It’s that time of year, and with an expected winter of bounty, it is time for snow fort planning! My husband, Seth, and I have made a snow fort or two in recent snowy years. We look forward to making another this year. But first, we do need to plan a bit!
Here is what we do to plan:
Initiate – We commit (usually, just to each other) to creating a snow fort once we have at least 18” of easily movable snow on the ground. We decide if we’ll do all the work ourselves or engage some friends, and we ensure we have the tools needed – snowblower, shovels, fire pit, seating, and decorations. Most important, we decide what the purpose of our snow fort will be, usually to have an outdoor entertainment area on a few wintery and starry evenings.
Plan – We envision our ideal snow fort, even draw out the plan. Then we agree on who is doing what and if we will “outsource” any of the labor to neighborhood kids. Seth usually uses the snowblower to create our rough footprint, then we both shovel the snow into the desired shape. I select decorations, and we both set them out. We plan out the timeframe for doing all this work – usually over a weekend.
Implement – When we finally have the requisite amount of shovel-able snow, we get to work. We communicate as we work. What if I just can’t lift another shovel-ful? Or the snowblower goes on the fritz? Of course, our project is low risk, so if we don’t complete it, our friends will understand. Or maybe we plan to resume work the following weekend.
Close – Our celebration comes when we host our first snow fort event under the stars – complete with hot cocoa or a cheese fondue. Inevitably, Seth and I decide what we would do differently next time, perhaps create more seating or elicit more help.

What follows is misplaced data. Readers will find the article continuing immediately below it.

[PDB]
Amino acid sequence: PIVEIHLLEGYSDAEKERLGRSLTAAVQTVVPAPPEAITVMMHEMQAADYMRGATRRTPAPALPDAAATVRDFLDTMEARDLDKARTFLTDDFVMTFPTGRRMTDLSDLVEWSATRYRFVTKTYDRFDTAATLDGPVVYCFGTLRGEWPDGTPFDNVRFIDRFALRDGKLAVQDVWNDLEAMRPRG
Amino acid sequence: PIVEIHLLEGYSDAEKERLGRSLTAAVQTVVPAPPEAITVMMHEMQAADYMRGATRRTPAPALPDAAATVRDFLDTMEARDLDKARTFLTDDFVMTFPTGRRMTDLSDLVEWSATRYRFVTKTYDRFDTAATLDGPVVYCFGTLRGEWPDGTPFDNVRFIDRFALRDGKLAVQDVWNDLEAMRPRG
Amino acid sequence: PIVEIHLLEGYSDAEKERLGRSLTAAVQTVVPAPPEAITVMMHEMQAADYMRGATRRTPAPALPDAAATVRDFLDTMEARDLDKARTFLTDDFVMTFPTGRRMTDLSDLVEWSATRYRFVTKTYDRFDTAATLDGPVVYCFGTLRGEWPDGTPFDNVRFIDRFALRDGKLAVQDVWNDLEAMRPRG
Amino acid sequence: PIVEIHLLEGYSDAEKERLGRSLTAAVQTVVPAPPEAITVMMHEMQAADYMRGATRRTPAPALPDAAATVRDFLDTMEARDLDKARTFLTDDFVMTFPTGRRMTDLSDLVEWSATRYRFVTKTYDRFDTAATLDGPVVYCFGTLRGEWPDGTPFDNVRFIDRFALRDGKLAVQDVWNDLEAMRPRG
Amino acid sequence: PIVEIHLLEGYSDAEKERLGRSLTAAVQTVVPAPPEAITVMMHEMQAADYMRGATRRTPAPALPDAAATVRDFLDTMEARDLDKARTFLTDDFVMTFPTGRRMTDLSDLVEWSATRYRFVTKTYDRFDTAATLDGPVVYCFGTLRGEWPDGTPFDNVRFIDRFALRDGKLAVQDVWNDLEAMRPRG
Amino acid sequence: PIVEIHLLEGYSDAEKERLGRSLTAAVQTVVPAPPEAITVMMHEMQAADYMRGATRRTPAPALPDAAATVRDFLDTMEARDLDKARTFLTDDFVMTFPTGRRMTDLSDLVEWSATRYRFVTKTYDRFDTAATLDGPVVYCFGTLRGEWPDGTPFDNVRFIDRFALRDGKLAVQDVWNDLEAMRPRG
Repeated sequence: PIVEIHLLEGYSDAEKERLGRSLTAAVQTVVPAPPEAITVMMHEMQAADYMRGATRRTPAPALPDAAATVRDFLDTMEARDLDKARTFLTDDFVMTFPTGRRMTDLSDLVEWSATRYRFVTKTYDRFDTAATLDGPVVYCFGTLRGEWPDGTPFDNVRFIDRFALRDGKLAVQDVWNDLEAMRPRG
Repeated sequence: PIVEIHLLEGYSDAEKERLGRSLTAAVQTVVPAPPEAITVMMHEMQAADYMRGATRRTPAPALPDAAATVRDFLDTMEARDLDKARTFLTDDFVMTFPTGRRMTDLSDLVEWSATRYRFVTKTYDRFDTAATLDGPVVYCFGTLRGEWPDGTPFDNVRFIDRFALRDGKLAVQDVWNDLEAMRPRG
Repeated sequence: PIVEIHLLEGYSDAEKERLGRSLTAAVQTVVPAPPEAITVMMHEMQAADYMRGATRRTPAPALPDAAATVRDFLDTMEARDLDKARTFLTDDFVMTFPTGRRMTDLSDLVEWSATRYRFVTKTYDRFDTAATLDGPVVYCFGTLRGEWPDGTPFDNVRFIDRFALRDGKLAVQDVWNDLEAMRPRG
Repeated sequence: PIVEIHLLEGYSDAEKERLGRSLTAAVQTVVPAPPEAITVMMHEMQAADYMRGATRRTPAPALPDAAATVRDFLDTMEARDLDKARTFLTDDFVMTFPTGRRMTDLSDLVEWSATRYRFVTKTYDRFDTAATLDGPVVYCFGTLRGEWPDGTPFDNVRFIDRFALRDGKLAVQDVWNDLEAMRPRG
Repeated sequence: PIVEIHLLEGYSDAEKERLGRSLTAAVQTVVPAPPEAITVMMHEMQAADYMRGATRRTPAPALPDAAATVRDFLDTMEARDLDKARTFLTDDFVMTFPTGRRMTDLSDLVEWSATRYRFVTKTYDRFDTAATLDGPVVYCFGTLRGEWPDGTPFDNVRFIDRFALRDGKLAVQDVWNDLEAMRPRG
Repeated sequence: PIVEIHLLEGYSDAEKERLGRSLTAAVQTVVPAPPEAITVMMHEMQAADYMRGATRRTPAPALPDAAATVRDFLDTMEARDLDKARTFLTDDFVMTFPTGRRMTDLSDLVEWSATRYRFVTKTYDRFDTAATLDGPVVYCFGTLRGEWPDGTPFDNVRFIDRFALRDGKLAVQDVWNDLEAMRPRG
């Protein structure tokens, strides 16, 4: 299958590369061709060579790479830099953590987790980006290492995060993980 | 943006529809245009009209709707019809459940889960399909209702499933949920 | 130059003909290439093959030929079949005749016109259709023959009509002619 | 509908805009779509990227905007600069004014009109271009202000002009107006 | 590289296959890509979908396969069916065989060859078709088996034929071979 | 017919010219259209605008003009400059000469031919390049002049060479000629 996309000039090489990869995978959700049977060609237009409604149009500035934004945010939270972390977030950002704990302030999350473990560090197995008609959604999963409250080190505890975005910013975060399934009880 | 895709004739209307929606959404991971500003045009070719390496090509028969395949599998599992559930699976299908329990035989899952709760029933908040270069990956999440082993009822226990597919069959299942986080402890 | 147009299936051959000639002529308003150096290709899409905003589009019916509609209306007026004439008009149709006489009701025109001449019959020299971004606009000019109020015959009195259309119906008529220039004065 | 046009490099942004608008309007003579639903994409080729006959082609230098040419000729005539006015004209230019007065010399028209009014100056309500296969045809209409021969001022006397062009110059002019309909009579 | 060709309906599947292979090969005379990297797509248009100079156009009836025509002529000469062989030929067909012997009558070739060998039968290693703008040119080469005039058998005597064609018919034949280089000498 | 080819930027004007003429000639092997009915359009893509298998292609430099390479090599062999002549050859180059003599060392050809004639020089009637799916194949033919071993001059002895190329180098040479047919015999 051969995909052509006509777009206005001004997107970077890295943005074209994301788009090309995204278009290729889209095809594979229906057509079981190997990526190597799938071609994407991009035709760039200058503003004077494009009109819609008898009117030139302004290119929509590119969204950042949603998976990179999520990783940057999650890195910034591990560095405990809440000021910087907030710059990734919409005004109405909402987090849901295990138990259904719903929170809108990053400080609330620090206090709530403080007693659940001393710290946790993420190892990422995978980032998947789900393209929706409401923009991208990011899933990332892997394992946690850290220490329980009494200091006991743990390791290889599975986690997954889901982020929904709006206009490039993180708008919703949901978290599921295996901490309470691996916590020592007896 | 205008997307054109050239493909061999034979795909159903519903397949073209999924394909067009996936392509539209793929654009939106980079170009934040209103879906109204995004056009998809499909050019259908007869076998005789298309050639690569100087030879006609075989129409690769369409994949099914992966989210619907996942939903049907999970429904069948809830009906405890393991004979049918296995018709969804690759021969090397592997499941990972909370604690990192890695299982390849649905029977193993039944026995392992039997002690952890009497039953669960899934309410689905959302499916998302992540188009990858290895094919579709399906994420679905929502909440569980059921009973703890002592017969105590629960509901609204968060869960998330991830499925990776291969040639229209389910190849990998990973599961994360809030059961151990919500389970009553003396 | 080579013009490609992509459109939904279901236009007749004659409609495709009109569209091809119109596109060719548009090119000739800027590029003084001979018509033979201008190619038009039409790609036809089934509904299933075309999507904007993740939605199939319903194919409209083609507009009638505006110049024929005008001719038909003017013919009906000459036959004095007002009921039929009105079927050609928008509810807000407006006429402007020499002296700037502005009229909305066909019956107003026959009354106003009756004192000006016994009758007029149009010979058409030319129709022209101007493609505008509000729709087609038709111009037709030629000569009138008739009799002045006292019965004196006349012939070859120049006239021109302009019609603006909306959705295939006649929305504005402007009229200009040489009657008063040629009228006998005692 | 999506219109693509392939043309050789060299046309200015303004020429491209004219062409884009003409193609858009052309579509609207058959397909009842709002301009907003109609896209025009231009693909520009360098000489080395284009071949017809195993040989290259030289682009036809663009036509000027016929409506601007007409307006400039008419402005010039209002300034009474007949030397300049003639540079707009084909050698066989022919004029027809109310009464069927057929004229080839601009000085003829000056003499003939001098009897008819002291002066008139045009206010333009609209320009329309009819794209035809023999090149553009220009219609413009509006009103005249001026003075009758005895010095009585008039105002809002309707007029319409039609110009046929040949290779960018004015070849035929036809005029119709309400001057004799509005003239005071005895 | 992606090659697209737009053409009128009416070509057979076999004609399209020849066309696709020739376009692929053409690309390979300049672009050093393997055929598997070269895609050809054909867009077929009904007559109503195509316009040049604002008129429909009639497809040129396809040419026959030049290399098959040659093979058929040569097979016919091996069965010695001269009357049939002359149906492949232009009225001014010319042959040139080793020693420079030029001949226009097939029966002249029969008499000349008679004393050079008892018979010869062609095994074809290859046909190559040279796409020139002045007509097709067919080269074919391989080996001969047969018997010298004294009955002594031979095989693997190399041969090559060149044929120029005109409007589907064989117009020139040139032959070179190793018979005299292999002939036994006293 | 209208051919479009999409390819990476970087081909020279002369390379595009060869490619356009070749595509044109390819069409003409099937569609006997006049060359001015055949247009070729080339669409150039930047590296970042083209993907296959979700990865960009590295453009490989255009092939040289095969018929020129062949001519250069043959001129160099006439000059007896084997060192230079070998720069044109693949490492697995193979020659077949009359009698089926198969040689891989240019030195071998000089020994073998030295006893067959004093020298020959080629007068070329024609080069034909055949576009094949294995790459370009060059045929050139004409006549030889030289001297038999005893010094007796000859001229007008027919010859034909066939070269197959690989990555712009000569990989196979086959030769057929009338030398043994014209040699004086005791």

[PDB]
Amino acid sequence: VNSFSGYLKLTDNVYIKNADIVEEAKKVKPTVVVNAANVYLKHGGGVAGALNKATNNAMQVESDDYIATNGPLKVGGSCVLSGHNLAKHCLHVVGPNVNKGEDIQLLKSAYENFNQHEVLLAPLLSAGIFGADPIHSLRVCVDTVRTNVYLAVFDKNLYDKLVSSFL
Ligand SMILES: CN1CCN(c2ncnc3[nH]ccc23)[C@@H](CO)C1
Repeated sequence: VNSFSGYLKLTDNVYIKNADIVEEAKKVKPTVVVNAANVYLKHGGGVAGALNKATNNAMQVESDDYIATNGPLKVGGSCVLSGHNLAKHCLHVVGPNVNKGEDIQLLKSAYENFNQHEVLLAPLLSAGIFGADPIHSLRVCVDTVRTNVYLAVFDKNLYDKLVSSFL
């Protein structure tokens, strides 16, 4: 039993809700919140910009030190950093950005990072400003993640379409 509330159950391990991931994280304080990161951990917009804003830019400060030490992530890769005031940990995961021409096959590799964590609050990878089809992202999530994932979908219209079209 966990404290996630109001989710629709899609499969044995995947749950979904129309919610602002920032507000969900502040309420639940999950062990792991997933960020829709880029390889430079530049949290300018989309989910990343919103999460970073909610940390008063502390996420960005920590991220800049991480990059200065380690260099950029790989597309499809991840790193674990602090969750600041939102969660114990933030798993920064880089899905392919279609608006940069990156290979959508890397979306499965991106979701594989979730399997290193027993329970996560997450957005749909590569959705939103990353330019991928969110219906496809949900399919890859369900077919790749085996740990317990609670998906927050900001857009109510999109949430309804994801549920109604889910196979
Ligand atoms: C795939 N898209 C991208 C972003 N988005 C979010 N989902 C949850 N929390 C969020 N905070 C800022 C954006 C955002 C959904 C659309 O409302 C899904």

This is a simple project, but these phases can apply to any project you work on, such as a plan to design and develop a training course. Key activities in each phase often include:
Initiate – Defining project deliverables, roles and responsibilities, and any assumptions you are making about the project.
Plan – Listing project milestones such as: complete needs assessment, prepare curriculum design, develop course modules, prepare evaluation tools, pilot course, and measure impact. Each of these tasks will have multiple subtasks, some of which rely on others to be completed before they can start, so the plan will quickly grow more complex than our snow fort. For each task you will determine a duration, responsible person, resources needed, and other information to help you monitor your progress.
Implement – Beginning the work! This is where the needs assessment tasks begin and the course is developed and piloted. To help you stay organized, you might create a Gantt chart, perhaps in a project management tool like MS Project or Smartsheet. With a Gantt chart, you can easily visualize the tasks to be completed and in what order. You’ll also see which jobs can be worked on simultaneously, so you can assign resources appropriately. Project management tools offer other approaches to staying organized.
You’ll also pay attention to risks and issues. What if your subject matter expert is no longer available or is running late? What if the information you need is unavailable? You may need to address unexpected snafus and adjust your plan throughout your project. Many organizations hold weekly or even daily meetings to ensure the project runs as planned.
Close – Finally, closing out your project once the course or curriculum has launched. In this step, you’ll determine what worked well and what you’d change next time. Perhaps you’d have a backup subject matter expert next time or you would create the learning assessment earlier in the process.
Whether your project is a snow fort or creating a course, it’s crucial to develop an organized process for managing its day-to-day tasks. When you follow the initiate/plan/implement/close model, you can keep your project on track and set it up for success.